A crowd of anti-Sarah Palin protesters gathered in Midtown Anchorage soon after the Republican nominee for vice president left Alaska to resume campaigning in the Lower 48.
The Saturday protest in front of the Loussac Library appeared bigger than any Anchorage has seen in recent memory. The crowd looked to be in the high hundreds at least, and organizers said they counted 1,500. It included roughly 100 counter protesters supporting Palin.
Planning for the protest began as discussions over coffee by a small group calling itself "Alaska Women Reject Palin." As recently as Friday, the group thought it possible that just 10 people would show up to the event. But it went viral on the Internet, with friends forwarding e-mails to friends, and people saying they saw a chance to vent their frustration over what several called the myth of Palin.
"Sarah Palin frightens the hell out of me. I don't want her anywhere near the White House," said Marybeth Holleman of Anchorage.
Protesters had a wide range of beefs with the governor. They included backers of Democratic presidential nominee Barack Obama, abortion rights proponents, advocates for wolves and polar bears, opponents of the Iraq war, and people who said Palin is not ready to be a heartbeat from the presidency.
Alison Till, a geologist in Anchorage with the U.S. Geological Survey, said issues such as energy and global warming require solid and unbiased science to make good decisions. Palin's opposition to listing the polar bear as threatened under the endangered species act and her support of teaching creationism in public schools are not the hallmarks of someone who relies upon solid science, Till argued.
"She is unqualified," Till said.
Palin said in a 2006 debate during the governor's race that she thinks creationism should be taught alongside evolution in public schools, but she has not pressed that agenda in the governor's office.
Palin supporters at the protest said she has done a lot of good as governor, including the $1,200 energy rebate checks all Alaskans just received from the state.
"I'll bet on the other side none of those people are going to reject that and send it back," said Rick Case.
Many in the pro-Palin group said they heard about the event on the Eddie Burke radio show on KYBR AM in Anchorage.
Palin opponents said the Burke show also inspired many of them to show up after Burke gave out cell phone numbers of protest organizers on his show.
"We were bombarded with all kinds of hateful, abusive, intimidating phone calls," said Charla Sterne, one of the organizers.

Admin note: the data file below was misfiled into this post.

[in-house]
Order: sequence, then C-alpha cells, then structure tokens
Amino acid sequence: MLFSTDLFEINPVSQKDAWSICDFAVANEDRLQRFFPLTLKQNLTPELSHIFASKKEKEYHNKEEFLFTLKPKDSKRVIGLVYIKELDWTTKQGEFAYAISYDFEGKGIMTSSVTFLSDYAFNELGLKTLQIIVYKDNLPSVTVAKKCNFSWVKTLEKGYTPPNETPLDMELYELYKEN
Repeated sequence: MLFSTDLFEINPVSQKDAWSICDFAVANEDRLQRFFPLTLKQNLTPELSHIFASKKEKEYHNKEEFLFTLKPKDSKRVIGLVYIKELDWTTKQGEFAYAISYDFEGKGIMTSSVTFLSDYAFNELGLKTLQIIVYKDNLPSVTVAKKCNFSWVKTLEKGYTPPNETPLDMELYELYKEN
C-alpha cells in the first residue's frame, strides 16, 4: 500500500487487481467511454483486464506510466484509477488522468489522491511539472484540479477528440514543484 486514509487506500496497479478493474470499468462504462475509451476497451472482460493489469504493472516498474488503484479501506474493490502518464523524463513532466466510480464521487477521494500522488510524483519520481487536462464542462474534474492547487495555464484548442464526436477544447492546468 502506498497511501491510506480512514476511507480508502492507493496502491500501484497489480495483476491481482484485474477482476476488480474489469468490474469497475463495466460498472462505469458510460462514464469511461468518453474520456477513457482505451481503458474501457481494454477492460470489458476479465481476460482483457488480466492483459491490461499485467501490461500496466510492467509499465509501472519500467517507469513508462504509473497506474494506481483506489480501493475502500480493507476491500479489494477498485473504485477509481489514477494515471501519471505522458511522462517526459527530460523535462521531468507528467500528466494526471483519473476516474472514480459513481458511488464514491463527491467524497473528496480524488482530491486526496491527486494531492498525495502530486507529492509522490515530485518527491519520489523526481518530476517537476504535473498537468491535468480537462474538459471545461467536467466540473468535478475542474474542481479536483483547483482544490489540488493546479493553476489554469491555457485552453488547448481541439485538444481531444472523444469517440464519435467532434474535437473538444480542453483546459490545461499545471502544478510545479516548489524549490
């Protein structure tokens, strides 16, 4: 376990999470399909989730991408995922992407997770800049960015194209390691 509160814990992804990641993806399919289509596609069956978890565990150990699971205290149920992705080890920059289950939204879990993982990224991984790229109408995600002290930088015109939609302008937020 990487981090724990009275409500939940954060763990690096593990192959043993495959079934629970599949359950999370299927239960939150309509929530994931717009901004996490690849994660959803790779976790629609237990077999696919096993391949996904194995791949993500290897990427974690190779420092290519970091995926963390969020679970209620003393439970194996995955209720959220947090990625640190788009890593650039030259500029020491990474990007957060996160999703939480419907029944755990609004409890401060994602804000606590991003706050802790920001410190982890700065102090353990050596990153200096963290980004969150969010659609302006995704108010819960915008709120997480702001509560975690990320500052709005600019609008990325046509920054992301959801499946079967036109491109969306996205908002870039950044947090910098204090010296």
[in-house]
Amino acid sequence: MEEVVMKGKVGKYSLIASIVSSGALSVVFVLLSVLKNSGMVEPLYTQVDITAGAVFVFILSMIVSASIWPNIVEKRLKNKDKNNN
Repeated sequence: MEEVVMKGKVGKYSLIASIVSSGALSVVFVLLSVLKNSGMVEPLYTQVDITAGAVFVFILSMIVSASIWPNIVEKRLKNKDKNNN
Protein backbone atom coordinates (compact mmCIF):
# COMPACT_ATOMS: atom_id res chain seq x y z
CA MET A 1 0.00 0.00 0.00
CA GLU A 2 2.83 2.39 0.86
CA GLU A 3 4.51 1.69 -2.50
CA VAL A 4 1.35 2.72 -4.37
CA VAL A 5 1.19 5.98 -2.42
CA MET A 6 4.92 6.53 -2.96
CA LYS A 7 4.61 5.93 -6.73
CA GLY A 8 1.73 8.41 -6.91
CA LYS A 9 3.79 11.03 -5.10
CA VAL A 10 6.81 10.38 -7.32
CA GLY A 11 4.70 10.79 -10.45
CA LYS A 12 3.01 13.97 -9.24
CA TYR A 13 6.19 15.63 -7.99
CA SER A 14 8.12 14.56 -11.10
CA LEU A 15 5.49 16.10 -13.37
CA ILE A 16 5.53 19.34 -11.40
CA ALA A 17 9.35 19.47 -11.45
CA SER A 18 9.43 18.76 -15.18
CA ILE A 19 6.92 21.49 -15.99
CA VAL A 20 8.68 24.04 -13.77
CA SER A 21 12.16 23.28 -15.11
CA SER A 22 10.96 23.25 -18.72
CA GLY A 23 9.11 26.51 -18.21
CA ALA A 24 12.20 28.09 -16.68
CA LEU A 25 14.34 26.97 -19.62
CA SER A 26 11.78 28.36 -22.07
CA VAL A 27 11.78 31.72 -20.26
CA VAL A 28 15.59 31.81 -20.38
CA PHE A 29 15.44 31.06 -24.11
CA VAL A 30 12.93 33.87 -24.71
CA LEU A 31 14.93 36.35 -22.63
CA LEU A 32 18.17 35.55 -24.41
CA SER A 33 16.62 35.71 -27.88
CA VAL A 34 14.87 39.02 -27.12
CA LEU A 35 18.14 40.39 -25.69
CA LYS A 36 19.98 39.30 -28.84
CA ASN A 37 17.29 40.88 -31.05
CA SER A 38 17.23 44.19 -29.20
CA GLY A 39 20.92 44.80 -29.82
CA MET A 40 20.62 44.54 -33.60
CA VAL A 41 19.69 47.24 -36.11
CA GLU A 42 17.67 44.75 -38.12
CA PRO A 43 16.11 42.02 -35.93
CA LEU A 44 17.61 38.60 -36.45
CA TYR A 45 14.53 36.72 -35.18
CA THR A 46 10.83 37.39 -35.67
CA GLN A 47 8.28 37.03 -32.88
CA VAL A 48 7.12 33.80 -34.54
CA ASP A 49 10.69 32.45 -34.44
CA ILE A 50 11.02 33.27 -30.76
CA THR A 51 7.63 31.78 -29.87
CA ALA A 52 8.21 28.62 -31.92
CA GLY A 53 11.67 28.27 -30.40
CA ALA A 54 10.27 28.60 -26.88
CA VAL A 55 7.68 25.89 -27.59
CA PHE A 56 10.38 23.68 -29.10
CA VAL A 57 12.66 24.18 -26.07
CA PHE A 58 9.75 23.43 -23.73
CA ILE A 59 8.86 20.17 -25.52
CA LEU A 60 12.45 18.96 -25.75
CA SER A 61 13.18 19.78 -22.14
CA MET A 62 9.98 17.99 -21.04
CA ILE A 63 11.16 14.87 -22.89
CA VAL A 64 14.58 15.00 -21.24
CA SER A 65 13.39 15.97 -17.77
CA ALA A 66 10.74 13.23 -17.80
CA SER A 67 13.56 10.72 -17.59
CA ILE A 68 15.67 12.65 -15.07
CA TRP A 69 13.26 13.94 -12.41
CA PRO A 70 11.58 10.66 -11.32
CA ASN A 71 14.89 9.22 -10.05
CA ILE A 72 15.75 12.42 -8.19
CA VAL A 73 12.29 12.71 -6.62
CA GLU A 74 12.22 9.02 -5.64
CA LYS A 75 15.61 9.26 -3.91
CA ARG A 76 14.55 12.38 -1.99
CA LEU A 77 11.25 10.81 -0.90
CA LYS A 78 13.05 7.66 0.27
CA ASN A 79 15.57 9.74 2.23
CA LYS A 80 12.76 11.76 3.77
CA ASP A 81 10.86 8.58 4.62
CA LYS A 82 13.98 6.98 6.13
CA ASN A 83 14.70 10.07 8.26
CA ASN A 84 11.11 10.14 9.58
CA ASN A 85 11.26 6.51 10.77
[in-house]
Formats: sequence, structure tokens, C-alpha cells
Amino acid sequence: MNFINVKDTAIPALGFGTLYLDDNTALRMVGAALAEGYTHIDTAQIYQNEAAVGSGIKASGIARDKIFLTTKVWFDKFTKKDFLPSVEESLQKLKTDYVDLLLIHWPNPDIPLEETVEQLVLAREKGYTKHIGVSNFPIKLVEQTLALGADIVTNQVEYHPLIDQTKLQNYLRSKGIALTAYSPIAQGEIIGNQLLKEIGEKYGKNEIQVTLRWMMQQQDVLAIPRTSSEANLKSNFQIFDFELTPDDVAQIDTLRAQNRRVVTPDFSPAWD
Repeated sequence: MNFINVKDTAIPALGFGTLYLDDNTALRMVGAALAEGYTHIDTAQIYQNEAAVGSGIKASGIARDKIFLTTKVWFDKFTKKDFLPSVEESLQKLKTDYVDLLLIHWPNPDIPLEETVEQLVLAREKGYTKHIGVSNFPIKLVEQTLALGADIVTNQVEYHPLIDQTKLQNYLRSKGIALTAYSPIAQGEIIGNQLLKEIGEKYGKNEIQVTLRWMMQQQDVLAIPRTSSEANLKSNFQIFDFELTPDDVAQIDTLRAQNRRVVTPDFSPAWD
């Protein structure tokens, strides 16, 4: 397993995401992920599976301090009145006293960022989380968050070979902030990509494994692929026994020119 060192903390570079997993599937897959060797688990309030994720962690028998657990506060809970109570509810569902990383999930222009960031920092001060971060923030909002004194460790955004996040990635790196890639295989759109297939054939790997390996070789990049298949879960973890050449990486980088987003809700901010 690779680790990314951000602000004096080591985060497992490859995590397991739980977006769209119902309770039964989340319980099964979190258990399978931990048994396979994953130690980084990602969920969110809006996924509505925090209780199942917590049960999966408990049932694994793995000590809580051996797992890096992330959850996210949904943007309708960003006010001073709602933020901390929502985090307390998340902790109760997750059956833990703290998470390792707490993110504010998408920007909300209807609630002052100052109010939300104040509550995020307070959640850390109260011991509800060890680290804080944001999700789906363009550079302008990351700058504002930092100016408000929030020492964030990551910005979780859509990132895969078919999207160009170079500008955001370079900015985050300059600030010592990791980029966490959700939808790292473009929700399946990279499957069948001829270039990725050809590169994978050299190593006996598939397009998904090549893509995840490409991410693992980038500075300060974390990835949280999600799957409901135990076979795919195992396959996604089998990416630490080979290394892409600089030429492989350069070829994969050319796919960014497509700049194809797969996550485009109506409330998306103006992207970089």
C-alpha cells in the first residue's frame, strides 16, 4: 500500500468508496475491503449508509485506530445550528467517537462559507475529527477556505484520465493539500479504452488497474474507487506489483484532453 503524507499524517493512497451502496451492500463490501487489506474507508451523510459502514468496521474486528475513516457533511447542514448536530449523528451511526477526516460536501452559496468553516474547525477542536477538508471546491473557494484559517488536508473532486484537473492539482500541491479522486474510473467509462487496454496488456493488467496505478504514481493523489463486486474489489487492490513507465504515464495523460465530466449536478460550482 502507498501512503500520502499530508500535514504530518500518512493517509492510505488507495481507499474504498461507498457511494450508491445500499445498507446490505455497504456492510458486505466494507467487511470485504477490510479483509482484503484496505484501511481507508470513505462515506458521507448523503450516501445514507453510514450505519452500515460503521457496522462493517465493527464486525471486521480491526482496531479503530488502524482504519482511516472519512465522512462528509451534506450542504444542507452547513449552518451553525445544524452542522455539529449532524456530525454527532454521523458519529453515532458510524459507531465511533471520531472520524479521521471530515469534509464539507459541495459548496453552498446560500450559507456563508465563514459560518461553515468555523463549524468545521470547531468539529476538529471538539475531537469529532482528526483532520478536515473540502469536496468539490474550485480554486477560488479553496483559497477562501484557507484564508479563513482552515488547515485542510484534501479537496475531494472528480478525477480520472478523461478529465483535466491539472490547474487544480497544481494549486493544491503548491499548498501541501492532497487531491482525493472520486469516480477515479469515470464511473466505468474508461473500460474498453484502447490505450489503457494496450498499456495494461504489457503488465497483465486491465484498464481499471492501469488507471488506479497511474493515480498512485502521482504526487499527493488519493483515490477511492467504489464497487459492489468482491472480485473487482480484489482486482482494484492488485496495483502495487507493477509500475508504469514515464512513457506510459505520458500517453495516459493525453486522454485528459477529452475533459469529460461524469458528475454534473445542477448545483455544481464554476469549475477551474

Burke was at the Saturday protest, carrying a sign that said "Alaska is not Frisco." He said the women sent out the phone numbers in a press release about the protest, and he didn't realize they were personal cell numbers.
Burke said he's apologized for calling the Alaska Women Reject Palin group "maggots."
"I used the words socialist, baby killing maggots," said Burke, adding he's only taking back the part about maggots.
Burke said he didn't want the women threatened but thought it arrogant when they denounced Palin's record and position on issues important to "most women and families." As Burke spoke to a reporter at the protest, an angry group formed around him, and a woman declared he "deserves the man of the year award for beating up on women."
"Am I a maggot?" another woman asked.
The protest, which went on for over three hours, appeared peaceful despite the opposing camps. Police were at the scene but were taking a hands-off approach.
It took on a relaxed, almost carnival air. A man with a "Palin Power" sign stood agreeably next to a woman with a placard that said "McBush Palin = More Exxon Justices." One person strolled through the crowd wearing a polar bear suit. A dog was wearing a target that said "Sarah Slaughters Wolves."
There were signs that said "Bush in a Skirt" and signs that said "Palin for President."
Many chanted "O-bam-ah," while, on the other side of the street, the chant was "Sar-ah!" Drums pounded and drivers honked solidarity with one camp or the other.
The protest started about two hours after Palin gave a speech to enthusiastic supporters at a downtown rally. Palin enjoyed high approval ratings in polls as governor, but her candidacy for vice president seems far more divisive.
"Democrats don't like Sarah's conservative views. She's the ultimate of what they are opposed to," said Tony Patrone, standing in the pro-Palin camp. "They'll do whatever they can to keep her from winning."
Some of the anti-Palin protesters said she brought nastiness into the presidential campaign with jabs against Obama, including making fun of his past as a community organizer in Chicago. Others pointed to her support for the "Bridge to Nowhere" -- before she diverted the federal money to other projects -- and the federal earmark money that Palin pursued as Wasilla mayor.
"This election is too important be left to the smears, trivial issues and lies McCain and Palin are trying to make it into," said Rob Lipkin. "The myth (that) either McCain or Palin are mavericks, bringing reform and fresh air into Washington, it's nonsense."
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